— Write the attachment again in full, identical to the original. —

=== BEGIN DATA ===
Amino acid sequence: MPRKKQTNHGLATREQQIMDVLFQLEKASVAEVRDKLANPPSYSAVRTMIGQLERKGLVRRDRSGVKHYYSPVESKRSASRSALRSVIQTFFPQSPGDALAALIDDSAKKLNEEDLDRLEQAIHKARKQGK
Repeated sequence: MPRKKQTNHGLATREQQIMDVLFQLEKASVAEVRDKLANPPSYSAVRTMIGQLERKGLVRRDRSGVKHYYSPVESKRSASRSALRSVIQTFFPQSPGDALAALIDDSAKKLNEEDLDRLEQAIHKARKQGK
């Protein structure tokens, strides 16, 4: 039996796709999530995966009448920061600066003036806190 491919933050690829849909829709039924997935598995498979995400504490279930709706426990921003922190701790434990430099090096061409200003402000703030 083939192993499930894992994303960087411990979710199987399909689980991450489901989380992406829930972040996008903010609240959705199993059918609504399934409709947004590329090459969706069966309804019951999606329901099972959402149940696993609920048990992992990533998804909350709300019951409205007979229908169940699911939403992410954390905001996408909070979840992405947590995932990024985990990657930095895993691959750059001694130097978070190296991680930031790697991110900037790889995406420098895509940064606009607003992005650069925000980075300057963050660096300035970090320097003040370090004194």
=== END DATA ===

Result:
Amino acid sequence: MPRKKQTNHGLATREQQIMDVLFQLEKASVAEVRDKLANPPSYSAVRTMIGQLERKGLVRRDRSGVKHYYSPVESKRSASRSALRSVIQTFFPQSPGDALAALIDDSAKKLNEEDLDRLEQAIHKARKQGK
Repeated sequence: MPRKKQTNHGLATREQQIMDVLFQLEKASVAEVRDKLANPPSYSAVRTMIGQLERKGLVRRDRSGVKHYYSPVESKRSASRSALRSVIQTFFPQSPGDALAALIDDSAKKLNEEDLDRLEQAIHKARKQGK
């Protein structure tokens, strides 16, 4: 039996796709999530995966009448920061600066003036806190 491919933050690829849909829709039924997935598995498979995400504490279930709706426990921003922190701790434990430099090096061409200003402000703030 083939192993499930894992994303960087411990979710199987399909689980991450489901989380992406829930972040996008903010609240959705199993059918609504399934409709947004590329090459969706069966309804019951999606329901099972959402149940696993609920048990992992990533998804909350709300019951409205007979229908169940699911939403992410954390905001996408909070979840992405947590995932990024985990990657930095895993691959750059001694130097978070190296991680930031790697991110900037790889995406420098895509940064606009607003992005650069925000980075300057963050660096300035970090320097003040370090004194």